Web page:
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While those of us in the Church in Africa condemn outrightly, the recent papal document Fiducia Supplicans as unholy and unAfrican, there may be a need to sympathetically analyze the papal intention while writing this document. The Correspondent of RECOWACERAO NEWS AGENCY, attached to the city of the Vatican has forwarded to the head office what he described as $ Pope Francis Responds to Resistance to document Fiducia Supplicans. The Holy Father summarized his stand in this simple phrase, ‘The Lord Blesses Everyone.’

Our Correspondent reports that Pope Francis responded publicly to questions about the Vatican’s declaration on blessings for same-sex couples for the first time in a television interview on Sunday night. He also responded to questions about the declaration during a closed-door meeting with 800 priests from the Diocese of Rome on Saturday morning, saying: ‘People are blessed, not sin.’

Pope Francis responded publicly to questions about the Vatican’s declaration on blessings for same-sex couples for the first time in a television interview on Sunday night.

In an appearance on an Italian talk show on Jan. 14, the 87-year-old Pope was asked if he “felt alone” after the publication of Fiducia Supplicans was met with some resistance.

“Sometimes decisions are not accepted,” Pope Francis replied. “But in most cases, when you don’t accept a decision, it’s because you don’t understand.”

The Pope underlined that “the Lord blesses everyone” and that a blessing is an invitation to enter into a conversation “to see what the road is that the Lord proposes to them.”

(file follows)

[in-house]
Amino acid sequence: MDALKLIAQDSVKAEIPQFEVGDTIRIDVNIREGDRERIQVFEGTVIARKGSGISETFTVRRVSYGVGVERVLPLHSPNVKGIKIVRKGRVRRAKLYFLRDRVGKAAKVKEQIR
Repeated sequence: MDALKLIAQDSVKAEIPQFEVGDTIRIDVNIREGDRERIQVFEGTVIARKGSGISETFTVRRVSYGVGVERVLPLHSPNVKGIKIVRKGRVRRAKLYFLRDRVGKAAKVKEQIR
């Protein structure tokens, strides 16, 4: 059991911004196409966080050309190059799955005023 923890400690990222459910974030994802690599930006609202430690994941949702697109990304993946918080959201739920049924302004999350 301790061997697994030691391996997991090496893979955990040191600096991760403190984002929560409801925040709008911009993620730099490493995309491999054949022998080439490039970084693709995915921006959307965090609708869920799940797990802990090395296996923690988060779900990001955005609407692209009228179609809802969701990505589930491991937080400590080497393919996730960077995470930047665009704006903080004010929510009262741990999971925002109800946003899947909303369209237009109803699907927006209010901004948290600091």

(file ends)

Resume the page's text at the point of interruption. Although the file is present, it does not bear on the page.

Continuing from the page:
“The Lord blesses everyone capable of being baptized, that is, every person,” Francis repeated.

“But we are to take them by the hand and help them go down that road, not condemn them from the beginning,” he added. “And this is the pastoral work of the Church. This is very important work for confessors.”

The Vatican Dicastery for the Doctrine of the Faith’s Dec. 18 declaration made it permissible for priests to offer non-liturgical blessings for couples in “irregular” situations, including same-sex couples, noting “that it offers a specific and innovative contribution to the pastoral meaning of blessings, permitting a broadening and enrichment of the classical understanding of blessings.”

Following widespread backlash from bishops’ conferences in Africa and Eastern Europe, and strong denouncements from some of the Church’s senior prelates, the Vatican’s doctrine office issued a five-page press release on Jan. 4 to provide clarification on the document, writing that its application will depend “on local contexts and the discernment of each diocesan bishop with his diocese.”

Speaking to the Italian program Che Tempo Che Fa via video link from his Vatican City residence, the Pope said that when someone disagrees with a decision, they should express their concerns in “a fraternal discussion.”

“The danger is when I don’t like something and I set it in my heart, I become a resistance and come to ugly conclusions,” Pope Francis said. “This has happened with this last decision about blessing everyone.”

Pope Francis also responded to questions about the declaration on same-sex blessings during a closed-door meeting with 800 priests from the Diocese of Rome in the Archbasilica of St. John Lateran on Saturday morning.

According to the Vatican-owned media outlet Vatican News, the Pope said that the Church’s doctrine on the sacrament of marriage between a man and a woman has not changed and that “people are blessed, not sin.”

Other Italian media outlets, including the Italian news channel Sky TG24, reported that Pope Francis told the priests that an LGBT organization cannot be blessed, but people can always be blessed and that the declaration will not be implemented in Africa “because the culture does not accept it.”

Cardinal Angelo De Donatis, the vicar of Rome, told the Italian television channel Rai News 24: “Responding to requests from an African cardinal, the Pontiff clarified the situation: The declaration intends to bless people.”